2. Excessive shopping can result in hoarding.
Researching hoarding, hoarders disease or hoarders syndrome may help you understand your friend but don't claim to be an expert. A therapist, mental health professional and often a professional organizer will be able to help the hoarder, if the hoarder wants help. Remember you are just their support system, don't assume you can fix the hoarders problem by offering to clean up. People have a deep attachment to the stuff they hoard and removing the items can often make the hoarder accelerate their hoarding behavior. Consider asking the family for help if you don't feel that you can bring up the subject directly.
3. Being a supportive friend
If your friend agrees to get professional help try to be supportive, loving and patient. What seems easy to you is often painful and difficult for the hoarder. Because this is often diagnosed as a mental health disorder don't expect that it will be easy to get through. Many people often face a lot of therapy and sometimes will work with a professional organizer for follow up care. It is important for your friend to know that there is help available.
4 Abusing animals
If your friend keeps too many animals including kittens, puppies, cats, dogs or any other type of animal, immediate intervention is suggested. The Humane Society should be contacted or your local animal welfare office. These animals may need to be rescued and put up for adoption. Often these people think they are helping the animals but a rescue is strongly advised. No animal should have to live in the unsafe environment that is often a part of this life. Seek professional help immediately if you know the hoarder is hoarding animals. Animals have no voice. Animal Planet's reality show Confessions: Animal Hoarding, showcases the problems of animal hoarding.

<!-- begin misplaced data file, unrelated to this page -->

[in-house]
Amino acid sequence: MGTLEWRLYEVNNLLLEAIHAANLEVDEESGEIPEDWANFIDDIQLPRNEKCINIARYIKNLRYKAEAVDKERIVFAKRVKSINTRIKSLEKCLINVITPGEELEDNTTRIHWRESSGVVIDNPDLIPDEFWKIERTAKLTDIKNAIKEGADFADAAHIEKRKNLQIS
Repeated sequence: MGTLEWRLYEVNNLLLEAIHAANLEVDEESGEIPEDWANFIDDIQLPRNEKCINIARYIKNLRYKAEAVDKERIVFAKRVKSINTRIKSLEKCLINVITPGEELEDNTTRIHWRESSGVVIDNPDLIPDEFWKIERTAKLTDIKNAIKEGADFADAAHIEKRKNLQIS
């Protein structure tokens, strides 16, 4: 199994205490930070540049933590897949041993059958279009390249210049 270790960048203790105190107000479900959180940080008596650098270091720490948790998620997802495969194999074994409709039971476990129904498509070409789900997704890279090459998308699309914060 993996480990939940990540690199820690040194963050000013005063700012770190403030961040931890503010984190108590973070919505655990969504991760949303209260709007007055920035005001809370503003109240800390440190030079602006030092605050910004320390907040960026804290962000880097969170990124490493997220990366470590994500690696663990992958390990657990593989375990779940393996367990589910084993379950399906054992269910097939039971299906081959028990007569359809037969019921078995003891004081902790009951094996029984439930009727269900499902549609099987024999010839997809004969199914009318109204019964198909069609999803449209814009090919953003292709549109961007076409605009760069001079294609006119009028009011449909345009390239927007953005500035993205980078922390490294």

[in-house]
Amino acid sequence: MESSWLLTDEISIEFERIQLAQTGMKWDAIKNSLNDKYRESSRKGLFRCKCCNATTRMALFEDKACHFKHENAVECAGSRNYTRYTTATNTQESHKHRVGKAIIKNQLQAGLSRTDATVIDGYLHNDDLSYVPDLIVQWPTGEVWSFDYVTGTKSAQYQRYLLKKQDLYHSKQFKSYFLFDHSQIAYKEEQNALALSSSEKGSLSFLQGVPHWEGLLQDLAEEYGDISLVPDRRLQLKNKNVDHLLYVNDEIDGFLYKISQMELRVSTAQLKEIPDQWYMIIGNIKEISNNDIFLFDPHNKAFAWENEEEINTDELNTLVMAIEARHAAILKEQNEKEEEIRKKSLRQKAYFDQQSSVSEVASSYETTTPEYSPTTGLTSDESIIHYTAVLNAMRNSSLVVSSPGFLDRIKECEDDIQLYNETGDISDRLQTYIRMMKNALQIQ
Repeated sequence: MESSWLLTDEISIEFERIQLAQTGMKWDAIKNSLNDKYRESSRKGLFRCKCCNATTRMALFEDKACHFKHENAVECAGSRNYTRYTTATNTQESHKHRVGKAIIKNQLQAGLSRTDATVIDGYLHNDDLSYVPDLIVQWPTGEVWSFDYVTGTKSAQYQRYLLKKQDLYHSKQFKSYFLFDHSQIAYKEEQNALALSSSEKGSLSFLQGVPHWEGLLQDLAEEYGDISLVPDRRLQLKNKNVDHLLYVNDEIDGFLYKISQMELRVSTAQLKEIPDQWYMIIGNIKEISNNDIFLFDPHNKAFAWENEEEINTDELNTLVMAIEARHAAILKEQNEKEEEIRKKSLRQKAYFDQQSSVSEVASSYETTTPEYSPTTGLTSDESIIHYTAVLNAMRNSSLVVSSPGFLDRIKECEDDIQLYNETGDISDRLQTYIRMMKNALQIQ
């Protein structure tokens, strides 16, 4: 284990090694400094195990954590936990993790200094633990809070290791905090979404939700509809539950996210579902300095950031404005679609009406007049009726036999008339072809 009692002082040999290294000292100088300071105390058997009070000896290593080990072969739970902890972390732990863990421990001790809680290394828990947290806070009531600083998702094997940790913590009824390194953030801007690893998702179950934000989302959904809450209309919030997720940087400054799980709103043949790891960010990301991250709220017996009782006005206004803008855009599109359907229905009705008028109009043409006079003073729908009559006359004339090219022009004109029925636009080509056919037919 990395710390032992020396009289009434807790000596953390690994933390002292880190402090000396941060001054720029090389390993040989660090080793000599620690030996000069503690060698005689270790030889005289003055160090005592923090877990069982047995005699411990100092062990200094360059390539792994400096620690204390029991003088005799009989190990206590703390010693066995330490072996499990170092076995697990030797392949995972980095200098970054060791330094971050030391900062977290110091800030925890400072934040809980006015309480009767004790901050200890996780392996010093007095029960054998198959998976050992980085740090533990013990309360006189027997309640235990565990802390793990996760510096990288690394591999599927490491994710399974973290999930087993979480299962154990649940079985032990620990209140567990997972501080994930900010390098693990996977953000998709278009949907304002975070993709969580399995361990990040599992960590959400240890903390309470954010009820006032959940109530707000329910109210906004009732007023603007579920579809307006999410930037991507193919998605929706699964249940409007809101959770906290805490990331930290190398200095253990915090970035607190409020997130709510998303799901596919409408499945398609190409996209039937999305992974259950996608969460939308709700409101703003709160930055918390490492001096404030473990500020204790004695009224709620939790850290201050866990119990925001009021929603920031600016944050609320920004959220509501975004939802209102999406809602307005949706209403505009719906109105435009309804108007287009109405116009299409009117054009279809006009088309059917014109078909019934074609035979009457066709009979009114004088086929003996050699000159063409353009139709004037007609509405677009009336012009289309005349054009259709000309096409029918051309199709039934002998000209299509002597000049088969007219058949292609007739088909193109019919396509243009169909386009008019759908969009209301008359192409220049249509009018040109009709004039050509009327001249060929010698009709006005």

5. Know that you are not alone.
This syndrome is characterized as a "need to acquire" according to psychologists. There are levels of hoarding and help is available for all types of hoarders. For more information on hoarding seek professional help. It's not as simple as organizing your home or asking for help to declutter.
Obsessive Compulsive Hoarder UK
If your friend agrees to get professional help for hoarding try to be supportive, loving and patient. What seems easy to you is often painful and difficult for the hoarder.
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Tips and Warnings
- Ask your friend if they would like help with their problem but don't force it upon them. If they're not ready for help, nothing you can say will change their mind.
- If your friend agrees to get help don't expect miracles. This is often a long, painful process for the one who has an issue and their families.
- Children can suffer long term effects from this obsessive compulsive disorder and will often feel overwhelmed by the clutter.
- To watch television shows that feature people that have hoarding disease look at the A & E show Hoarders or the TLC show Hoarders: Buried Alive but know that this process is often not as simple as it may be portrayed on television.
- Excessive clutter may be harmful to your health and is often a fire hazard.
- Because this behavior is often diagnosed as an obsessive compulsive disorder it can't be changed overnight, look for professional help.
This content is accurate and true to the best of the author’s knowledge and is not meant to substitute for formal and individualized advice from a qualified professional.
© 2011 Patricia Biro